smart classroom management: why your class must be hard

In 1907, explorer Ernest Shackleton posted an ad that read:

Men wanted for hazardous journey. Low wages, bitter cold, long hours of complete darkness. Safe return doubtful. Honour and recognition in event of success.

He received 5000 applicants.

Although the veracity of the ad is debatable, there is no doubt that the lure of joining such an expedition was its specialness.

We all want to be part of something bigger than ourselves. It’s a longing of human nature the best teachers, coaches, and business leaders use to motivate and inspire.

Here at SCM, we’ve long promoted the power of creating a classroom your students love being part of, which causes them to want to listen, learn, and behave.

It also provides meaning to your classroom management plan and the leverage you need to influence behavior and awaken intrinsic motivation. Some of the ways we do this include:

Being consistently pleasant.

Teaching compelling lessons.

Shifting responsibility.

Having a neat and efficiently run classroom.

Bringing a spirit of fun to each day.

Prioritizing independence.

Removing rewards.

Praising only what is worthy.

Following your classroom management plan as written.

Each of these—including the hows and whys—has been covered extensively here on the website as well as in our books and guides.

However, one area we talk about but have yet to link to this idea of specialness is having high standards. We know it’s crucial for academic success to continue to ask more and more of your students.

Every day, every lesson, we want to push the envelop on what they can do.

Accepting no excuses and believing students can do and be much more than they’re showing is how a small few teachers are able to progress their class two years ahead of their peers.

But there is another reason why this is important.

You see, so many classrooms and schools have lowered standards in an effort to get everyone “caught up,” especially in the shadow of the pandemic lockdowns. But doing so has an unintended but profoundly deleterious effect:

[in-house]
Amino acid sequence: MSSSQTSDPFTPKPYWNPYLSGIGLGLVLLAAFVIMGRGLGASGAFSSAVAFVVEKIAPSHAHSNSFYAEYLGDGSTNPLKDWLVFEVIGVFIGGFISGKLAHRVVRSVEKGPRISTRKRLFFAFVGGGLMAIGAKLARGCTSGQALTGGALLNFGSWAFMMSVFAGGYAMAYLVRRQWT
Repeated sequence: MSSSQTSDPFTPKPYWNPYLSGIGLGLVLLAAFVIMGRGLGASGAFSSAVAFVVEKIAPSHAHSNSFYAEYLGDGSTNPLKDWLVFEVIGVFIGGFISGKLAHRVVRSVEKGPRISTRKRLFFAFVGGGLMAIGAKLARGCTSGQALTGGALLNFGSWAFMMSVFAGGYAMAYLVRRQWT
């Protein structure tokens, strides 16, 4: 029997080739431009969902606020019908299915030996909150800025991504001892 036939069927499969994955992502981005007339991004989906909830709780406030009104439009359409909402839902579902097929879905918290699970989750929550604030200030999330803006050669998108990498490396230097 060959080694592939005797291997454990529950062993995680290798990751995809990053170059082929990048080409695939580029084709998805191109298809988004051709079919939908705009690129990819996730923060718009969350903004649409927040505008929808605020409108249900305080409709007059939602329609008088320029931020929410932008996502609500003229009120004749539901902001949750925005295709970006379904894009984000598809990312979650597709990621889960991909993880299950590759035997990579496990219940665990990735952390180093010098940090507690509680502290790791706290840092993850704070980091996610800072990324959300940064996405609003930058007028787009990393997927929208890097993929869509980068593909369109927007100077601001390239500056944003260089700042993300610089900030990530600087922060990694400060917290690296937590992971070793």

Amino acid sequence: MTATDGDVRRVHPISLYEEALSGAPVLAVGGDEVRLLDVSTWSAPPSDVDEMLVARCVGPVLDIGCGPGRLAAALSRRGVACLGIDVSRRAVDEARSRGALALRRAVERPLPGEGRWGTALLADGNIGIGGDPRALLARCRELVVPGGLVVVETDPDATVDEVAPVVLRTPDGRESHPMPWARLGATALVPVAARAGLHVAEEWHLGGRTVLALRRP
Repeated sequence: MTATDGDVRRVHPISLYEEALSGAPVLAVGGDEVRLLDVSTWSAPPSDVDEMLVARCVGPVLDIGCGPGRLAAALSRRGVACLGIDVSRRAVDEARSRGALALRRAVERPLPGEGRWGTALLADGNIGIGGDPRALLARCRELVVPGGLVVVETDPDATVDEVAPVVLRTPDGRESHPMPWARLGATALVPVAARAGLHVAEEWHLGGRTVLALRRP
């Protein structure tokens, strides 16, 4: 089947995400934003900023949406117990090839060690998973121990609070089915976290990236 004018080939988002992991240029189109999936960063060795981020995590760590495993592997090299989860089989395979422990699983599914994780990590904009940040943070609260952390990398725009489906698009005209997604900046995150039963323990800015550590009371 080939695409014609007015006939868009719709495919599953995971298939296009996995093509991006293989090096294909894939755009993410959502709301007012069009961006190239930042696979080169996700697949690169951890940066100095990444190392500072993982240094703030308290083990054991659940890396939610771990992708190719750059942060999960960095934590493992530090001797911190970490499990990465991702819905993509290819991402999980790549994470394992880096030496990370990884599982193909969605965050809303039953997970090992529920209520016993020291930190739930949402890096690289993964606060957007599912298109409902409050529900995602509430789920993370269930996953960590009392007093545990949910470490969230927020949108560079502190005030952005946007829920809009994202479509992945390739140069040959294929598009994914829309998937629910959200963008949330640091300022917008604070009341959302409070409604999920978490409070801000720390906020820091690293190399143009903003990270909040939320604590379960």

It makes school ordinary. And kids don’t like ordinary. None of us do. It inspires nothing. It makes even the idea of it exhausting. Unremarkable, mediocre, boring, easy, lazy, slow, soul crushing.

Is this what you want for your own life?

What I’m suggesting, and have discovered in my decades here at SCM and in the classroom, is that making each day difficult, a challenge, all by itself, is highly attractive. It’s what students really want.

The truth is, you should never lower standards, for any reason. You should never give unlimited time for assignments, dumb down your curriculum, or pass along students unearned.

Instead, you must make it harder.

Exclusivity through striving and pushing and expecting more, and never being satisfied, is not only key to their success and improvement, it’s highly appealing. It makes them love your class even more.

It provides meaning and self worth. It produces pride and confidence and discipline. It gives them something they’re unlikely getting anywhere else: The feeling of belonging to something remarkable and knowing that they have a higher purpose.

Your own ad might read:

Students wanted for great challenge. Hard work, deep focus, long hours of learning. Public recognition doubtful. Future rewards assured.

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